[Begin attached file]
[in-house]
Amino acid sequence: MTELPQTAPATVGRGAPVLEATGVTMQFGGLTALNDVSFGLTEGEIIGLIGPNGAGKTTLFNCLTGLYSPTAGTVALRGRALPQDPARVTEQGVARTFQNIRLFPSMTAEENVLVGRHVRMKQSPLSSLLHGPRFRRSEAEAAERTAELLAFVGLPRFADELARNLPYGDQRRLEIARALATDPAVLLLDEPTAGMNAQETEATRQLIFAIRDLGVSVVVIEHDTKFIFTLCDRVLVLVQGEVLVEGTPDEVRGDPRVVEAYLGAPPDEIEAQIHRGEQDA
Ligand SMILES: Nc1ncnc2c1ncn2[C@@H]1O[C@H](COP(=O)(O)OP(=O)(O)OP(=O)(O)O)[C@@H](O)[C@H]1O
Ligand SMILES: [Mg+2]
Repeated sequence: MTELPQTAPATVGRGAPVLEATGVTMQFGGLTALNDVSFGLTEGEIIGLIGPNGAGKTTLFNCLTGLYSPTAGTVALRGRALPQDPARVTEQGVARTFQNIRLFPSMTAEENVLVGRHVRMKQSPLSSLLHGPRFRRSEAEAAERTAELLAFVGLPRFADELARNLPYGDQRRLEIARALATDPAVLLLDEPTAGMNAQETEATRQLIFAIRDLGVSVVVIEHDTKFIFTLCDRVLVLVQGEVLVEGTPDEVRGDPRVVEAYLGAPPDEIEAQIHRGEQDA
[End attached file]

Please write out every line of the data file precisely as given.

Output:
[in-house]
Amino acid sequence: MTELPQTAPATVGRGAPVLEATGVTMQFGGLTALNDVSFGLTEGEIIGLIGPNGAGKTTLFNCLTGLYSPTAGTVALRGRALPQDPARVTEQGVARTFQNIRLFPSMTAEENVLVGRHVRMKQSPLSSLLHGPRFRRSEAEAAERTAELLAFVGLPRFADELARNLPYGDQRRLEIARALATDPAVLLLDEPTAGMNAQETEATRQLIFAIRDLGVSVVVIEHDTKFIFTLCDRVLVLVQGEVLVEGTPDEVRGDPRVVEAYLGAPPDEIEAQIHRGEQDA
Ligand SMILES: Nc1ncnc2c1ncn2[C@@H]1O[C@H](COP(=O)(O)OP(=O)(O)OP(=O)(O)O)[C@@H](O)[C@H]1O
Ligand SMILES: [Mg+2]
Repeated sequence: MTELPQTAPATVGRGAPVLEATGVTMQFGGLTALNDVSFGLTEGEIIGLIGPNGAGKTTLFNCLTGLYSPTAGTVALRGRALPQDPARVTEQGVARTFQNIRLFPSMTAEENVLVGRHVRMKQSPLSSLLHGPRFRRSEAEAAERTAELLAFVGLPRFADELARNLPYGDQRRLEIARALATDPAVLLLDEPTAGMNAQETEATRQLIFAIRDLGVSVVVIEHDTKFIFTLCDRVLVLVQGEVLVEGTPDEVRGDPRVVEAYLGAPPDEIEAQIHRGEQDA